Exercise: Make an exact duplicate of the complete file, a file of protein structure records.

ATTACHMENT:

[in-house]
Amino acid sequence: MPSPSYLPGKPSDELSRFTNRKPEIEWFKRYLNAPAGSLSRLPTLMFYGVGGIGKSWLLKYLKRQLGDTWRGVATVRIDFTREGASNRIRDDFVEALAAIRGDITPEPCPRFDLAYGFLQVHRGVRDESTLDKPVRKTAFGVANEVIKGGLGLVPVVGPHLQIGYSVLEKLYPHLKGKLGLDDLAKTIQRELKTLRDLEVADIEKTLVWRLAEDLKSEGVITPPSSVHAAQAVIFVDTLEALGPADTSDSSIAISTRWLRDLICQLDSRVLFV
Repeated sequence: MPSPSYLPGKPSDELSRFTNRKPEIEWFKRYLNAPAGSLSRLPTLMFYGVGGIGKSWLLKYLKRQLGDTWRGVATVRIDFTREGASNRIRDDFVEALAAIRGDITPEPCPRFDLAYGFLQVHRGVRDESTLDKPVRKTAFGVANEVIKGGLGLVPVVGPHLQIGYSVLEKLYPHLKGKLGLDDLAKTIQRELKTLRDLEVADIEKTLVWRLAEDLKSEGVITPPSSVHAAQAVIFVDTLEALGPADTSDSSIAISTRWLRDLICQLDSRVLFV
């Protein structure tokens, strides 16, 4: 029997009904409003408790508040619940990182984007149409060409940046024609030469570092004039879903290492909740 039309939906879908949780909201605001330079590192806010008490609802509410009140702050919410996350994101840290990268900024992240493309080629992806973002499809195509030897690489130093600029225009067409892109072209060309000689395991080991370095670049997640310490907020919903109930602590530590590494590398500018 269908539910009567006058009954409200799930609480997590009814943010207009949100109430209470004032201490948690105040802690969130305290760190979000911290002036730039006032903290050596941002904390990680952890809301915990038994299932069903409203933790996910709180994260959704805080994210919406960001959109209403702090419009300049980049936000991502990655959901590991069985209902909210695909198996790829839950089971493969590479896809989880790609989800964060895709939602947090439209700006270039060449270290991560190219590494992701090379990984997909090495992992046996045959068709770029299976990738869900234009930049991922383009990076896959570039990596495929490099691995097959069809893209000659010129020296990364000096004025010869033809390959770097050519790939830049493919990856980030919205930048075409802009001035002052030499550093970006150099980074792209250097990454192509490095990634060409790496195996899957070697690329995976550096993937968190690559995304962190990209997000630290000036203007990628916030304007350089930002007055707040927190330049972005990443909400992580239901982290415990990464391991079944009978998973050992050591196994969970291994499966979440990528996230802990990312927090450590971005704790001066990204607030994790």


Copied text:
[in-house]
Amino acid sequence: MPSPSYLPGKPSDELSRFTNRKPEIEWFKRYLNAPAGSLSRLPTLMFYGVGGIGKSWLLKYLKRQLGDTWRGVATVRIDFTREGASNRIRDDFVEALAAIRGDITPEPCPRFDLAYGFLQVHRGVRDESTLDKPVRKTAFGVANEVIKGGLGLVPVVGPHLQIGYSVLEKLYPHLKGKLGLDDLAKTIQRELKTLRDLEVADIEKTLVWRLAEDLKSEGVITPPSSVHAAQAVIFVDTLEALGPADTSDSSIAISTRWLRDLICQLDSRVLFV
Repeated sequence: MPSPSYLPGKPSDELSRFTNRKPEIEWFKRYLNAPAGSLSRLPTLMFYGVGGIGKSWLLKYLKRQLGDTWRGVATVRIDFTREGASNRIRDDFVEALAAIRGDITPEPCPRFDLAYGFLQVHRGVRDESTLDKPVRKTAFGVANEVIKGGLGLVPVVGPHLQIGYSVLEKLYPHLKGKLGLDDLAKTIQRELKTLRDLEVADIEKTLVWRLAEDLKSEGVITPPSSVHAAQAVIFVDTLEALGPADTSDSSIAISTRWLRDLICQLDSRVLFV
């Protein structure tokens, strides 16, 4: 029997009904409003408790508040619940990182984007149409060409940046024609030469570092004039879903290492909740 039309939906879908949780909201605001330079590192806010008490609802509410009140702050919410996350994101840290990268900024992240493309080629992806973002499809195509030897690489130093600029225009067409892109072209060309000689395991080991370095670049997640310490907020919903109930602590530590590494590398500018 269908539910009567006058009954409200799930609480997590009814943010207009949100109430209470004032201490948690105040802690969130305290760190979000911290002036730039006032903290050596941002904390990680952890809301915990038994299932069903409203933790996910709180994260959704805080994210919406960001959109209403702090419009300049980049936000991502990655959901590991069985209902909210695909198996790829839950089971493969590479896809989880790609989800964060895709939602947090439209700006270039060449270290991560190219590494992701090379990984997909090495992992046996045959068709770029299976990738869900234009930049991922383009990076896959570039990596495929490099691995097959069809893209000659010129020296990364000096004025010869033809390959770097050519790939830049493919990856980030919205930048075409802009001035002052030499550093970006150099980074792209250097990454192509490095990634060409790496195996899957070697690329995976550096993937968190690559995304962190990209997000630290000036203007990628916030304007350089930002007055707040927190330049972005990443909400992580239901982290415990990464391991079944009978998973050992050591196994969970291994499966979440990528996230802990990312927090450590971005704790001066990204607030994790």